9. Ianrowcliffe on October 30, 2012 at 11:37 pm

    Just to say that I, too, have witnessed the consensual behavior Linda describes in herds, where horses change their roles according to changes in circumstances. For example, an older mare plays mother to a younger one, but then has a foal and shuns her friend. The friend is hurt but becomes the older mare’s protector when the stallion approaches and wins favor and a re-newed sense of purpose. However, over time she is then courted and prized and becomes the stallion’s favorite. It is a beautiful ebbing and flowing dynamic.



  10. Sally Leong on October 29, 2012 at 4:36 pm

    I have found that my horses are very different at night and especially in moonlight. My former stallion was very anxious as a foal possibly due to weaning at too early an age when I bought him and over the years has become more calm but at night he would connect with me and let me touch his head and caress him and come to me for this. I have noticed this over and over.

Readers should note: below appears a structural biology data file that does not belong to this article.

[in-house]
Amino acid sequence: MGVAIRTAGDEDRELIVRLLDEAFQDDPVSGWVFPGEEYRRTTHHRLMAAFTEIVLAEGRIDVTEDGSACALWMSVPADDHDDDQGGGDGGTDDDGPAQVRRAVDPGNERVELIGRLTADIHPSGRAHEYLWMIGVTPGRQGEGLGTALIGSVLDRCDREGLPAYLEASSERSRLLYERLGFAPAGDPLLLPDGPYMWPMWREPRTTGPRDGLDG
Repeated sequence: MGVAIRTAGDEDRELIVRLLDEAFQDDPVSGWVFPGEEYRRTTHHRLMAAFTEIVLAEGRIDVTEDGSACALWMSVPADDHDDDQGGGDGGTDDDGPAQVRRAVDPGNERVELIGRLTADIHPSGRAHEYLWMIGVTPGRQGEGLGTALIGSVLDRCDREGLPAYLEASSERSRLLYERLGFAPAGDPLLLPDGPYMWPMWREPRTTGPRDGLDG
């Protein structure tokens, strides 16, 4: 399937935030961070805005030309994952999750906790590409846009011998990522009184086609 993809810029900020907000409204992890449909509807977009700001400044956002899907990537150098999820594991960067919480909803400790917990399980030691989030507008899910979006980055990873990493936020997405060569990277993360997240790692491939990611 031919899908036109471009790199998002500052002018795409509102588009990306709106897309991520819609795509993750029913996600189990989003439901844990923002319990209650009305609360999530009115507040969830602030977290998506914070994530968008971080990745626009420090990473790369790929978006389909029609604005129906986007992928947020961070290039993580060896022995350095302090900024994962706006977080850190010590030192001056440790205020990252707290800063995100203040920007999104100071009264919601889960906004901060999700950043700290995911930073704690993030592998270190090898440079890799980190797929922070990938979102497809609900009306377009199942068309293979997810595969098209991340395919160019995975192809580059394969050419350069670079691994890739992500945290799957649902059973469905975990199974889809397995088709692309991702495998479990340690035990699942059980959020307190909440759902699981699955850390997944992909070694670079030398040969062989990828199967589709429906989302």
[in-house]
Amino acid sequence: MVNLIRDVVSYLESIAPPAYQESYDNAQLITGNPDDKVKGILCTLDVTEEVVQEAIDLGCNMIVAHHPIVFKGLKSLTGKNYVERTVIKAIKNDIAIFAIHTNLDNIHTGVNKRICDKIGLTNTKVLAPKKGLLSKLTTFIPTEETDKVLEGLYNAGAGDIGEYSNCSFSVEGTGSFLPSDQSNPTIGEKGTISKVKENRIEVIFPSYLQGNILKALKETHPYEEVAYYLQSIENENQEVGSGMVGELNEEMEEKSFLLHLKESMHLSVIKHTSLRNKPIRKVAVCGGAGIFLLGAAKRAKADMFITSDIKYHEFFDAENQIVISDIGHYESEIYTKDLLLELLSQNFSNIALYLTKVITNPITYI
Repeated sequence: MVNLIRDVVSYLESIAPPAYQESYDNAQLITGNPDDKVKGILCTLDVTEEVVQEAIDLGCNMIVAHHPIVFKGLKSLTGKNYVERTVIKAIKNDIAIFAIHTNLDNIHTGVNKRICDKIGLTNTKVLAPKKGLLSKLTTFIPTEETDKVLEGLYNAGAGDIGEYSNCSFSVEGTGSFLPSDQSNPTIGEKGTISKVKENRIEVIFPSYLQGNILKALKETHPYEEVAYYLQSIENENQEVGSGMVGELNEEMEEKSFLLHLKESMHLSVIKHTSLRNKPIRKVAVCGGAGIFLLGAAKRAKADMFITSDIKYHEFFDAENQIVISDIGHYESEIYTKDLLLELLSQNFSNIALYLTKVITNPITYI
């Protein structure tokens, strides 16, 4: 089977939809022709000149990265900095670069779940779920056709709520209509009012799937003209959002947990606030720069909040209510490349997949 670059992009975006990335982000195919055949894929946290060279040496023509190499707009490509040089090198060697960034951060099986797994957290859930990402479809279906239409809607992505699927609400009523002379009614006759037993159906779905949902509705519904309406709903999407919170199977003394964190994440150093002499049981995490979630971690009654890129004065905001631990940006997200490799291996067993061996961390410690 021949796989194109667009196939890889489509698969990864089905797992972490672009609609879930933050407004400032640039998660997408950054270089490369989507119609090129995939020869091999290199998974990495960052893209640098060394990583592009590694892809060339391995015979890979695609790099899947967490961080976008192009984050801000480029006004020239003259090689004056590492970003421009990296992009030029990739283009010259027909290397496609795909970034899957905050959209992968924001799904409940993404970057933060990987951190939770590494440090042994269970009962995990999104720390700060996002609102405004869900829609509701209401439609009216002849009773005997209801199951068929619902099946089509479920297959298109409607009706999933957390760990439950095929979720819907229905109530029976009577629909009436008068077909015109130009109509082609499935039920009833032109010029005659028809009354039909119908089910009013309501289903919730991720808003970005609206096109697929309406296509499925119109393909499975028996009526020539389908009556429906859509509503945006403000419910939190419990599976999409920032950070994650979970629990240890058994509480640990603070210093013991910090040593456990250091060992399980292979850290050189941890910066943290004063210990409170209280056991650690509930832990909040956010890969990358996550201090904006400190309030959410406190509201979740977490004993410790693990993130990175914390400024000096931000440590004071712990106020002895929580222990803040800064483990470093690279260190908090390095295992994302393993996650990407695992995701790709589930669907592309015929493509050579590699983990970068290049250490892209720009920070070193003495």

Regarding the idea of leadership vs. aggression and self regulation, I have recently experienced a Gestalt Equine Institute of the Rockies workshop and learned to release somatically through a heart connection old trauma rather than work on regulating it: it is now gone! I think too many self help programs deal with self control but the therapeutic outcome possible with horses is to release the old pain, trauma, etc. as Peter Levine talks about in Somatic Experiencing but in this case the horse facilitates this process and provides the support needed. Then we can move forward in a transformational way. I now find meditation useful to get out of my head and return to my body and it is in the body that you actually relate to the horse in the moment. I am now consciously stopping thinking when I am with horses and trying to focus on my body, heart and solar plexus and use gut feelings and primal emotions to relate to the horse. I try to control my own energy state and when lowering it the horse comes to me without a thought or a request to come. It is truly amazing. No buckets of food. We need to maintain what Carolyn Resnick refers to as the heart strings of connection with horses to have trusting and even leadership relationships with them but if we are damaged we may have trouble establishing such strings. I used my head as a way to stay safe in all aspects of life and this prevented me from making the heart connection. This connection and state of being is much like Sidhartha’s waiting for the horse to come to him for the sugar cane rather than chasing him and going with the flow of Laot-tzu. The person must wait for the horse to come to them and not chase the horse and catch it. That is contrary to the horse’s innate behavior as described in Naked Liberty by Carolyn Resnick.